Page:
The difference in the sanction highlights the severity of the European body's minimum ban of 10 games for racist and discriminatory offences - the Football Association and FIFA have a minimum punishment of five games.
The Belgian player, Omar Rahou, made the gesture several times during the UEFA Futsal Euro 2014 tournament when celebrating a goal.
The 'quenelle' is viewed by some in France as having anti-Semitic connotations.
UEFA said in a statement: "The fight against racism and other discriminatory behaviour is a high priority for UEFA. The European governing body has a zero-tolerance policy towards racism and discrimination on the pitch and in the stands.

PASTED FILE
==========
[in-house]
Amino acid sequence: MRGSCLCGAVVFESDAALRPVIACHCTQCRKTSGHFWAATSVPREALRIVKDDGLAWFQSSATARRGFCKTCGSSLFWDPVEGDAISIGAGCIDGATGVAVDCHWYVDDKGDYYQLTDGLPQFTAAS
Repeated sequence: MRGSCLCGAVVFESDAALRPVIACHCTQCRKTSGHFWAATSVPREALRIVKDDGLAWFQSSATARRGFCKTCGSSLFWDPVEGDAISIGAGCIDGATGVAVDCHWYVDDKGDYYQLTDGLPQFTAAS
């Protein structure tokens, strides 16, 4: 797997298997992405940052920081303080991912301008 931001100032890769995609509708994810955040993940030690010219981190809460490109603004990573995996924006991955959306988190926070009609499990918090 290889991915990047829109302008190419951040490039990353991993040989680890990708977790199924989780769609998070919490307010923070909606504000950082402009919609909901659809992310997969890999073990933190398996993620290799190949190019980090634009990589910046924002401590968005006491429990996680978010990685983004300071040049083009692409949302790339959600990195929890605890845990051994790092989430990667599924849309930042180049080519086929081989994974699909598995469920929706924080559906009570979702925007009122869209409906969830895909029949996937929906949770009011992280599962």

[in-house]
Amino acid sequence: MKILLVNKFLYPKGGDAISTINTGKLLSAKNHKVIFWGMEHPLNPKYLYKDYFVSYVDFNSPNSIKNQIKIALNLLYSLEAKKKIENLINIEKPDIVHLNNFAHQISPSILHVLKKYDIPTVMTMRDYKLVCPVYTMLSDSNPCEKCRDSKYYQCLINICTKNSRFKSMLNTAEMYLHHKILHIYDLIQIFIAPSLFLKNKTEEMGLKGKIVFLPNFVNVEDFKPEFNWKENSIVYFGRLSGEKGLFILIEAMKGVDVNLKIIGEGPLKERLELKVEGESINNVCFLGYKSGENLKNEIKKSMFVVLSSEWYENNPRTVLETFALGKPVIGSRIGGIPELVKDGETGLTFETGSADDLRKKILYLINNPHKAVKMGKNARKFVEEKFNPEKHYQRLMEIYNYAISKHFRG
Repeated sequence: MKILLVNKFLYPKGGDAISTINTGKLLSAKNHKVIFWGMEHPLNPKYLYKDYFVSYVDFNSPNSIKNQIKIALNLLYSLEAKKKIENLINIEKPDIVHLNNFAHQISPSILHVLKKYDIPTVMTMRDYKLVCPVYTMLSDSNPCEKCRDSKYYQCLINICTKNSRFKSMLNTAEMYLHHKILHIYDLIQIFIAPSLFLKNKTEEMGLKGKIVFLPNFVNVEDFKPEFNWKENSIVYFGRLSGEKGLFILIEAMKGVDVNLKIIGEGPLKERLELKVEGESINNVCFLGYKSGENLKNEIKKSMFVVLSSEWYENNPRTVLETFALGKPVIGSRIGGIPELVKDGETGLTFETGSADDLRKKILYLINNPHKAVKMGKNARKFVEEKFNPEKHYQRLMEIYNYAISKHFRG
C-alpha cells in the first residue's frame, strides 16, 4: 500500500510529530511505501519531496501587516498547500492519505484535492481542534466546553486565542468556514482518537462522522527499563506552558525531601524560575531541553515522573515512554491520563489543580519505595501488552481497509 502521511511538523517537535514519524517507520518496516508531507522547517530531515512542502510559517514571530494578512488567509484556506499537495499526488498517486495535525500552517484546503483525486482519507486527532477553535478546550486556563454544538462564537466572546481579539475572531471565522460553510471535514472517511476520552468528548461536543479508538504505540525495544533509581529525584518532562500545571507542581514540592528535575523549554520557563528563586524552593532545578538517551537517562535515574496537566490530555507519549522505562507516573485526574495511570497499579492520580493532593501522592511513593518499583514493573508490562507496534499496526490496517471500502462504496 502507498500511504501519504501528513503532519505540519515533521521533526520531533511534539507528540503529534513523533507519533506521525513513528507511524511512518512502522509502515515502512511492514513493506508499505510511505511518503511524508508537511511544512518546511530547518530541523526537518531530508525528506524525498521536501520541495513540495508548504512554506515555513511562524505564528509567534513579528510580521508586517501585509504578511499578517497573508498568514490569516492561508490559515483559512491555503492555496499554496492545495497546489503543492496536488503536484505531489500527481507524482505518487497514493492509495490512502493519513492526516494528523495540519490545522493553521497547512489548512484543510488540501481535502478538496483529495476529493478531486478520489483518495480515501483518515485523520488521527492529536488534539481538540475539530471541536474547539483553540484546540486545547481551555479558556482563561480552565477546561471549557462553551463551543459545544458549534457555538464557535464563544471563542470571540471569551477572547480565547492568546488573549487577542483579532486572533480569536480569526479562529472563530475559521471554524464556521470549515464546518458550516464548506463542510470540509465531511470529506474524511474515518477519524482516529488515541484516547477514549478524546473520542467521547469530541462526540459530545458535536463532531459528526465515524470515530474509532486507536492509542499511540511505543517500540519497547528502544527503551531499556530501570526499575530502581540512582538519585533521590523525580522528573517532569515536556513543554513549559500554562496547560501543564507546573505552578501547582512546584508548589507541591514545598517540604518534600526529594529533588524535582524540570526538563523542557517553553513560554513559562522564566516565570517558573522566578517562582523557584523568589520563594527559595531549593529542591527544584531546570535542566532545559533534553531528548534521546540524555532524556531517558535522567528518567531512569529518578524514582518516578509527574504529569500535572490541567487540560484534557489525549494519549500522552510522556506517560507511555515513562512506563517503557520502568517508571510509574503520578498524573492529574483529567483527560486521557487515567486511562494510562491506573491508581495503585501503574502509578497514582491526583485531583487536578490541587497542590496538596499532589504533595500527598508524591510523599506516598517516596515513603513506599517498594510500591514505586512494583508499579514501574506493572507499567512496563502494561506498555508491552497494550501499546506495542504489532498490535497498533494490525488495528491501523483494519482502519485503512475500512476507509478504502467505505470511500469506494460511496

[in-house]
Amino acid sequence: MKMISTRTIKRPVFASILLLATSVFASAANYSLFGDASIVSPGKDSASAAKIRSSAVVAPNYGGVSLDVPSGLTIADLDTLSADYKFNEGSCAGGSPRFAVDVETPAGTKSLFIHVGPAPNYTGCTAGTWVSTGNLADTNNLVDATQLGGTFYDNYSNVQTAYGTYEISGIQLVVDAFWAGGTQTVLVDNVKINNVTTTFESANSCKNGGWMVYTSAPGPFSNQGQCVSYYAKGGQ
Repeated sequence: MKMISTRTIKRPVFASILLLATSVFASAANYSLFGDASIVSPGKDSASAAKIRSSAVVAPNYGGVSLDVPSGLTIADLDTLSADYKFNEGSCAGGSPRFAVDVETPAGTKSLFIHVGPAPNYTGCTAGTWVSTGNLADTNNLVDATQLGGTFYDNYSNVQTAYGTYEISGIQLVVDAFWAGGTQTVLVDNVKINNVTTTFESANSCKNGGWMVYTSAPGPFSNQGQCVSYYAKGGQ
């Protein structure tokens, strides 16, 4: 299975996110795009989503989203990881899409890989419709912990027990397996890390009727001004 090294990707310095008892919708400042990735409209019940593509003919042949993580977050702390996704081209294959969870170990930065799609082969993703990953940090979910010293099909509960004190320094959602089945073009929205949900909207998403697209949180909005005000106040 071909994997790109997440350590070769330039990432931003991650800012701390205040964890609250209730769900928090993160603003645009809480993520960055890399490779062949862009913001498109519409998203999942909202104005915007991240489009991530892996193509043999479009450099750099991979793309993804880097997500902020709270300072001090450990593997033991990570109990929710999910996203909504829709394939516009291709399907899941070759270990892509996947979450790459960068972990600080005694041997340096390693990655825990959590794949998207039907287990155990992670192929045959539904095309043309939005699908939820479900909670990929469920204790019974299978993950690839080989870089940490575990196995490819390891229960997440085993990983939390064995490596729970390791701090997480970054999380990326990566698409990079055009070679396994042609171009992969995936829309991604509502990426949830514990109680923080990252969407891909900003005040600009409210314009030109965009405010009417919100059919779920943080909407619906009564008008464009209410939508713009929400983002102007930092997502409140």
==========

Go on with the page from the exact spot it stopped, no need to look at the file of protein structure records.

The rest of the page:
"All forms of racist conduct are considered serious offences against the disciplinary regulations and are punished with the most severe sanctions.
"Following the entry into force of the new disciplinary regulations on June 1 2013, the fight against racist behaviour has been stepped up a level - resulting in more severe sanctions as deterrents."
Anelka has seven days to consider whether to appeal against his five-match ban after receiving the full written reasons from the independent regulatory commission that imposed the suspension.
The commission accepted there was no intent by West Brom striker to be anti-Semitic but under strict liability rules, he was found guilty of an aggravated offence.
Anelka insisted the salute was in support of his friend, the French comedian Dieudonne M'bala M'bala, the person who first brought the quenelle to prominence. Dieudonne has been prosecuted for anti-Semitic offences and has been barred from entering the UK.